Date of Award

Spring 5-2022

Document Type


Degree Name

Master of Arts (MA)



First Advisor

Lynda Hall

Second Advisor

Joanna Levin

Third Advisor

Samantha Dressel


This essay focuses on the prevalent fears of governesses in nineteenth-century Britain: poverty and social isolation, uselessness/redundancy, and a life of loneliness. Through looking at Emma, Jane Eyre, and The Turn of the Screw, novels which span the century (their publication dates ranging from 1814-1898), and comparing them to the historical reality of many middle class women at the time, these fears are revealed to be quite valid. The fears and anxieties displayed by the characters in the three novels are reflected in statements made by former governesses (including Mary Wollstonecraft), and are likewise reinforced through census reports and common thought of the period. The rigid structure of British society during the period forced many middle class women without male support into employment as governesses, offering little escape from their roles and rare opportunities at upward social mobility. Jane Fairfax, Jane Eyre, and the unnamed governess in The Turn of the Screw serve as significant representations of the experiences of real women in their situations, and likewise reveal the precarious social status of governesses, who had to navigate being both gentlewomen and paid employees. These three novels illuminate the constancy and repetition of the fears and anxieties of single, employed, middle class women in nineteenth-century England.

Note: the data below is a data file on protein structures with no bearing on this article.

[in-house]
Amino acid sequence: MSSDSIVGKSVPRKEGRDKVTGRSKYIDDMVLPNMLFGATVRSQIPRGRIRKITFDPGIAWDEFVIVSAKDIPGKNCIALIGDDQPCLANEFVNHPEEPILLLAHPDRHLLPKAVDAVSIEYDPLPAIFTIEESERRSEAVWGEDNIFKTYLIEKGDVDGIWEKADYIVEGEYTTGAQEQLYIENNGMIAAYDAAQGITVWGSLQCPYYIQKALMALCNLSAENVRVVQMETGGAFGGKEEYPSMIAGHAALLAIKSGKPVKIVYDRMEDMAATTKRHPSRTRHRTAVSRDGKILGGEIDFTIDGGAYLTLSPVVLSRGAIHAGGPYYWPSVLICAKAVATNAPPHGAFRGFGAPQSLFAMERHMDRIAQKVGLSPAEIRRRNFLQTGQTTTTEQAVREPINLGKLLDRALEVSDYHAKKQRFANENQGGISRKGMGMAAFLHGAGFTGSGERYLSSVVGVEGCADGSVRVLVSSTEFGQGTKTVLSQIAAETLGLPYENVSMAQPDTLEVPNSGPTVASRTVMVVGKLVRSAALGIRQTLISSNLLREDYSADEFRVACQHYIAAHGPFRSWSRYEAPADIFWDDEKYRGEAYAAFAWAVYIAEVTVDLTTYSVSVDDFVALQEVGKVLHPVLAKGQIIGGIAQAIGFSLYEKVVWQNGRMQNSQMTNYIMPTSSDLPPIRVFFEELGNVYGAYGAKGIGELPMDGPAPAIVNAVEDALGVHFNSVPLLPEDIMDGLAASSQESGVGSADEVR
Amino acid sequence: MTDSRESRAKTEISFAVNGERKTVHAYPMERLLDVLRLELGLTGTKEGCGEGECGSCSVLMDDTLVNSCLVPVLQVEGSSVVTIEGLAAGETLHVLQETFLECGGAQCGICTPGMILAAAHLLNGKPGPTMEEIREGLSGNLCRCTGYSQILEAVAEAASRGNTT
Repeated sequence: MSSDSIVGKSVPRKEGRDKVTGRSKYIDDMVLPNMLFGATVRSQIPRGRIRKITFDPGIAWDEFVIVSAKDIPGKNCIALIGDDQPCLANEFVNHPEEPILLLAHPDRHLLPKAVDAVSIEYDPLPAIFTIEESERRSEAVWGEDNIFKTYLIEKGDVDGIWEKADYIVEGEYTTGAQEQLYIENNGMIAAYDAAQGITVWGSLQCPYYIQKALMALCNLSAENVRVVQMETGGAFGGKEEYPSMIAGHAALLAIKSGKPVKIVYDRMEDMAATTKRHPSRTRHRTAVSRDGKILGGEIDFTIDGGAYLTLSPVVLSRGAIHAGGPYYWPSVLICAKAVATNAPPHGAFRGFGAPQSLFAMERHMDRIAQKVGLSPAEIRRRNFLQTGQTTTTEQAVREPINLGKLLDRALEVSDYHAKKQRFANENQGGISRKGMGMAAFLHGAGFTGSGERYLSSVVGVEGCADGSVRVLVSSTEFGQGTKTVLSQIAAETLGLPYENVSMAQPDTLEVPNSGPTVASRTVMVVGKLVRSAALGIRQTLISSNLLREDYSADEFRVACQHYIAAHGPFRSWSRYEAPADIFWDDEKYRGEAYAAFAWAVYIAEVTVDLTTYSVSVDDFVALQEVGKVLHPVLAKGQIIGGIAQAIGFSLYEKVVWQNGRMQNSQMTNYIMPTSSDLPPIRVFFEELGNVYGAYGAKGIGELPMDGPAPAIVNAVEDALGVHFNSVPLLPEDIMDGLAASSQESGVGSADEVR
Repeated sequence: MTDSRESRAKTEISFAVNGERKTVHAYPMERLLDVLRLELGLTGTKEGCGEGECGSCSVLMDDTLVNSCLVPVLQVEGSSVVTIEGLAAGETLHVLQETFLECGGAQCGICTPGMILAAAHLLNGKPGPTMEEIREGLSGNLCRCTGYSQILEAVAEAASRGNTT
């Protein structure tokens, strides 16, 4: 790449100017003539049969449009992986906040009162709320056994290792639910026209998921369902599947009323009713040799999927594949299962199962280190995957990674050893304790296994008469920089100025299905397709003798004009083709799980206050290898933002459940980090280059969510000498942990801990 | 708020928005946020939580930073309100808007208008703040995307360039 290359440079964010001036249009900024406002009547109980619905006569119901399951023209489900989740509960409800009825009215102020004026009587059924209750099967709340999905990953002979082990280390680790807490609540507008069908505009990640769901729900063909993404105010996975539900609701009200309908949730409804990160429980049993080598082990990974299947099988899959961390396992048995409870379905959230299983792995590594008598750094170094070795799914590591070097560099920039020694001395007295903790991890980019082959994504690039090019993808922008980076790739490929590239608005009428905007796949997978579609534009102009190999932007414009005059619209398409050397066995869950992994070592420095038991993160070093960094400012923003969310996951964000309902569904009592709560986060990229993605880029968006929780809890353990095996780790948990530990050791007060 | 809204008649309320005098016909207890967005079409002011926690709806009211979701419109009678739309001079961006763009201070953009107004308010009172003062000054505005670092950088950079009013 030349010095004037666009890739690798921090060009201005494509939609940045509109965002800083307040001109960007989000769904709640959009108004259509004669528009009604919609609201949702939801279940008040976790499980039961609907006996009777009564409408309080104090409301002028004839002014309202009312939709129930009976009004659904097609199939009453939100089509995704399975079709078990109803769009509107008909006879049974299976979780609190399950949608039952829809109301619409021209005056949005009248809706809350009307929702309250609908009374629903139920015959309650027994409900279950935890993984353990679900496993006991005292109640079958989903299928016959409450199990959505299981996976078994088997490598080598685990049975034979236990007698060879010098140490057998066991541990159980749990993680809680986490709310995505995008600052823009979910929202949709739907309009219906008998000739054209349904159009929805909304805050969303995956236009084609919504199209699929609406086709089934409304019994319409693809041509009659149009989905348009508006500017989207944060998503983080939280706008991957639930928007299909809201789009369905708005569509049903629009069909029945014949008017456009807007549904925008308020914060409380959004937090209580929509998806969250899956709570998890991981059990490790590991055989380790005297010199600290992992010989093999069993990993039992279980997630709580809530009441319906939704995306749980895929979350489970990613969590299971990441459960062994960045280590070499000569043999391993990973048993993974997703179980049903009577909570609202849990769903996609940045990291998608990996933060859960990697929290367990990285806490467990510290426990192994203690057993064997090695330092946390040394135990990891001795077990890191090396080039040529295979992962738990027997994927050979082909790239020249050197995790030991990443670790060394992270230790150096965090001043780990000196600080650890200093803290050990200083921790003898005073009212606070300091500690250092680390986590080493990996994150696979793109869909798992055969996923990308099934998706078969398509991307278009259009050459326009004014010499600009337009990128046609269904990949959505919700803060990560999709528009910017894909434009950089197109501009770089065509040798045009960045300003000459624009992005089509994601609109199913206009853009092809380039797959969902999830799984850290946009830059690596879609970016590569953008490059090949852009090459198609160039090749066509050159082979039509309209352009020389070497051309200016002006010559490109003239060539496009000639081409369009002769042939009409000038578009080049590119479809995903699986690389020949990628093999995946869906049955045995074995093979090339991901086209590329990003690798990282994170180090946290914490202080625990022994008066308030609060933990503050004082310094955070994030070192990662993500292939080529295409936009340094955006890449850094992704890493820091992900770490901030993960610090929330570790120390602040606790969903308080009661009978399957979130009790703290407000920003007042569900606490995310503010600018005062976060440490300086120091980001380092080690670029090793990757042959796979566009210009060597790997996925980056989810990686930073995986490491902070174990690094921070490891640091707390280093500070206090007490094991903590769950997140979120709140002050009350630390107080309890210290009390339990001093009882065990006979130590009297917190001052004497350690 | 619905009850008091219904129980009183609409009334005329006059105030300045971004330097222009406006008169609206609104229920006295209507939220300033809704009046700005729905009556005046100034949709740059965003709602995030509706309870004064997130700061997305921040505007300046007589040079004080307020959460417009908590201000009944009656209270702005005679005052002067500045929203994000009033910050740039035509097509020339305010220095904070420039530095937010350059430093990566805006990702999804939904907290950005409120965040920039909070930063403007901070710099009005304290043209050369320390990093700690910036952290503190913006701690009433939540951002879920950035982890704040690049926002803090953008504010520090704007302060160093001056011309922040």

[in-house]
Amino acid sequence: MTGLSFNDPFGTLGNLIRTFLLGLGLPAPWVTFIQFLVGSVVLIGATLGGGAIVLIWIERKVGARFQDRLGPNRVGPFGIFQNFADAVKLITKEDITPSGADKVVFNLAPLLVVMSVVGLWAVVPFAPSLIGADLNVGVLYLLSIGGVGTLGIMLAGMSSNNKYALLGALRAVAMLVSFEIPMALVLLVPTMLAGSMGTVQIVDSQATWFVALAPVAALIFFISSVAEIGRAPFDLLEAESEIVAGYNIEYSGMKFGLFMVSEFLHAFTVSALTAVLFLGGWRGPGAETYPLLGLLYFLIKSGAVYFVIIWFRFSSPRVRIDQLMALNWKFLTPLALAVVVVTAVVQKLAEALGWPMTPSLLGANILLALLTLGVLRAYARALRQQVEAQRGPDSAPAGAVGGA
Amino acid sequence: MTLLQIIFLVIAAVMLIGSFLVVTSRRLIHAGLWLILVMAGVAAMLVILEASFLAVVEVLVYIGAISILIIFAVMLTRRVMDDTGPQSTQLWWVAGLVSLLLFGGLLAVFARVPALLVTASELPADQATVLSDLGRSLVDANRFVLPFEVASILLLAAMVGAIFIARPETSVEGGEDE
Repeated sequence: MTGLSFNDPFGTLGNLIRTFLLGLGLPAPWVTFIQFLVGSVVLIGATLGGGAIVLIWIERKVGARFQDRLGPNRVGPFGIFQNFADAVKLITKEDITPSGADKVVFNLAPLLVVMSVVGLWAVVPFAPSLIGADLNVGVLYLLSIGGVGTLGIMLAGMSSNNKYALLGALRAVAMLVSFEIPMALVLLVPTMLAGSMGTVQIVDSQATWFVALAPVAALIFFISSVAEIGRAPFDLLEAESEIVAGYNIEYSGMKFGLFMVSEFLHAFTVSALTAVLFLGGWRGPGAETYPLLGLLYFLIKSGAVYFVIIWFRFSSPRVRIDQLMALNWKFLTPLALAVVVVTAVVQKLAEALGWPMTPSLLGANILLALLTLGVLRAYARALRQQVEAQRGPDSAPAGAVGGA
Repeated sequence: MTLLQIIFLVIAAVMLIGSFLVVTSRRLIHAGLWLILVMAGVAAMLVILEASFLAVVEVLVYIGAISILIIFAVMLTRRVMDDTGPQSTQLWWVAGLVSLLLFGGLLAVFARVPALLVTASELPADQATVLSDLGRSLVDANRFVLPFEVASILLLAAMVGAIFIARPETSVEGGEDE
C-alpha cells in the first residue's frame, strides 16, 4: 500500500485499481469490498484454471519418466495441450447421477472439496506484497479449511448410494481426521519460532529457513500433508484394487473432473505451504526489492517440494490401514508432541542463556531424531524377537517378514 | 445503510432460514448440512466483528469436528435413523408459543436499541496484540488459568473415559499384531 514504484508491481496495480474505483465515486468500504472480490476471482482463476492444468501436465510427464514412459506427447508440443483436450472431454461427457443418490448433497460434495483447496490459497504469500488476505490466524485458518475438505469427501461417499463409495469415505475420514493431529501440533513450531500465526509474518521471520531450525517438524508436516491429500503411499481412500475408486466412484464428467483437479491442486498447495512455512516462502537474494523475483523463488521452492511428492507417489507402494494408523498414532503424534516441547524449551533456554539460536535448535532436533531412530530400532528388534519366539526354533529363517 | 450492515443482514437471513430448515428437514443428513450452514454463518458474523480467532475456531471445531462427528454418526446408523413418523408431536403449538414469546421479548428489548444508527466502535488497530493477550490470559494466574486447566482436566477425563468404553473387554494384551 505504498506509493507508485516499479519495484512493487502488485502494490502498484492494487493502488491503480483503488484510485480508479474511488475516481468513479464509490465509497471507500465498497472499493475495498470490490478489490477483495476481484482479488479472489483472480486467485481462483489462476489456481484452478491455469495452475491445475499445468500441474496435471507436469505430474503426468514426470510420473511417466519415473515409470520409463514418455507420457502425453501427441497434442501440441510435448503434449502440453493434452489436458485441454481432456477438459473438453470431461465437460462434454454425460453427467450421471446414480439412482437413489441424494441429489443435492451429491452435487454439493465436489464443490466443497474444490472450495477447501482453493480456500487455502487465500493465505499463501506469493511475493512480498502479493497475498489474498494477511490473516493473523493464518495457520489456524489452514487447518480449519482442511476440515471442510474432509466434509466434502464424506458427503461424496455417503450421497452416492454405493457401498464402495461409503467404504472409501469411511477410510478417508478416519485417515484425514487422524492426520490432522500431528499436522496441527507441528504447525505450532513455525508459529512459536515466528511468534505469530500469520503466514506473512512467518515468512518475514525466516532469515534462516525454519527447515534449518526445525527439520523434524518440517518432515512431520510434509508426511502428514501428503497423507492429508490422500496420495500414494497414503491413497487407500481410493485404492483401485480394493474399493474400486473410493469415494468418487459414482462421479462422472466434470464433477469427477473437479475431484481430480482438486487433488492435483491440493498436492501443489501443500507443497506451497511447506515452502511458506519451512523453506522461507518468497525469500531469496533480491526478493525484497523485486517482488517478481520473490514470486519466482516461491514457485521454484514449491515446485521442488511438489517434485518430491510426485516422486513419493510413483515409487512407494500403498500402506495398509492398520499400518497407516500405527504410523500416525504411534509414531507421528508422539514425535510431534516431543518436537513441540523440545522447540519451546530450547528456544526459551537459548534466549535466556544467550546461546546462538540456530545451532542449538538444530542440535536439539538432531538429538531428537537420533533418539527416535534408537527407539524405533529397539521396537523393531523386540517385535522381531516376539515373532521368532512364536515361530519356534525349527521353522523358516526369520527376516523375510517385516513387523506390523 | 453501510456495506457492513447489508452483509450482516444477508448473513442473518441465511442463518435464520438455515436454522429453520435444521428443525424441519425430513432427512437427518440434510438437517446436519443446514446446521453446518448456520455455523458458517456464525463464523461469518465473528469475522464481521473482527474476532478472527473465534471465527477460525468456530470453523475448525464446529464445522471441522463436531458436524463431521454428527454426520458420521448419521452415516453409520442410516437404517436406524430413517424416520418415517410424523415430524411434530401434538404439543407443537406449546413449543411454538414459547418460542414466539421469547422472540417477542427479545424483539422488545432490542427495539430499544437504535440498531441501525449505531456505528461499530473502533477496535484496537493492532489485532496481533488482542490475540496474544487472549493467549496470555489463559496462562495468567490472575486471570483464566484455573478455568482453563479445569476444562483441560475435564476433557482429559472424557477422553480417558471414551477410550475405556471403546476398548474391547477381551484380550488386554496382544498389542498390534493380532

Creative Commons License

Creative Commons License
This work is licensed under a Creative Commons Attribution-Noncommercial-No Derivative Works 4.0 License.



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